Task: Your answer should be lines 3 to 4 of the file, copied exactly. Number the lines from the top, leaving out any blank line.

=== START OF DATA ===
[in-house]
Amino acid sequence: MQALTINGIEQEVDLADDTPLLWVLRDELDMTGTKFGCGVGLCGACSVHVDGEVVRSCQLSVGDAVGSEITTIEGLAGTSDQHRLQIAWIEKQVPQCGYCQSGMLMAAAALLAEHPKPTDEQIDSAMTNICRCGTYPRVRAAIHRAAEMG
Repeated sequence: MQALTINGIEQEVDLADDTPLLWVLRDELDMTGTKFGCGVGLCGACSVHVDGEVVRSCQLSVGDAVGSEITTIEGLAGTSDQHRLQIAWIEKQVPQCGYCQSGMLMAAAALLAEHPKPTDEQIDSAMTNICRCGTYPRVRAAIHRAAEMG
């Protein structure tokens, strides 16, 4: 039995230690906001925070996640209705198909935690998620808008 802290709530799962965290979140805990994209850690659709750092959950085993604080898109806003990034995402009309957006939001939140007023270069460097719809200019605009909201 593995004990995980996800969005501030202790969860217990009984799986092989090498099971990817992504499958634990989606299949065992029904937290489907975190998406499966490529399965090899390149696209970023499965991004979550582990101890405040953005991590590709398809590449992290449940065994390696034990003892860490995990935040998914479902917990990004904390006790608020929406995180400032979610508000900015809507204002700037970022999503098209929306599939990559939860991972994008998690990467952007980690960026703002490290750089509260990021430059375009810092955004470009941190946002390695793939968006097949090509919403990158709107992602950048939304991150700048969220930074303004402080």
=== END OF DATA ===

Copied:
Repeated sequence: MQALTINGIEQEVDLADDTPLLWVLRDELDMTGTKFGCGVGLCGACSVHVDGEVVRSCQLSVGDAVGSEITTIEGLAGTSDQHRLQIAWIEKQVPQCGYCQSGMLMAAAALLAEHPKPTDEQIDSAMTNICRCGTYPRVRAAIHRAAEMG
């Protein structure tokens, strides 16, 4: 039995230690906001925070996640209705198909935690998620808008 802290709530799962965290979140805990994209850690659709750092959950085993604080898109806003990034995402009309957006939001939140007023270069460097719809200019605009909201 593995004990995980996800969005501030202790969860217990009984799986092989090498099971990817992504499958634990989606299949065992029904937290489907975190998406499966490529399965090899390149696209970023499965991004979550582990101890405040953005991590590709398809590449992290449940065994390696034990003892860490995990935040998914479902917990990004904390006790608020929406995180400032979610508000900015809507204002700037970022999503098209929306599939990559939860991972994008998690990467952007980690960026703002490290750089509260990021430059375009810092955004470009941190946002390695793939968006097949090509919403990158709107992602950048939304991150700048969220930074303004402080």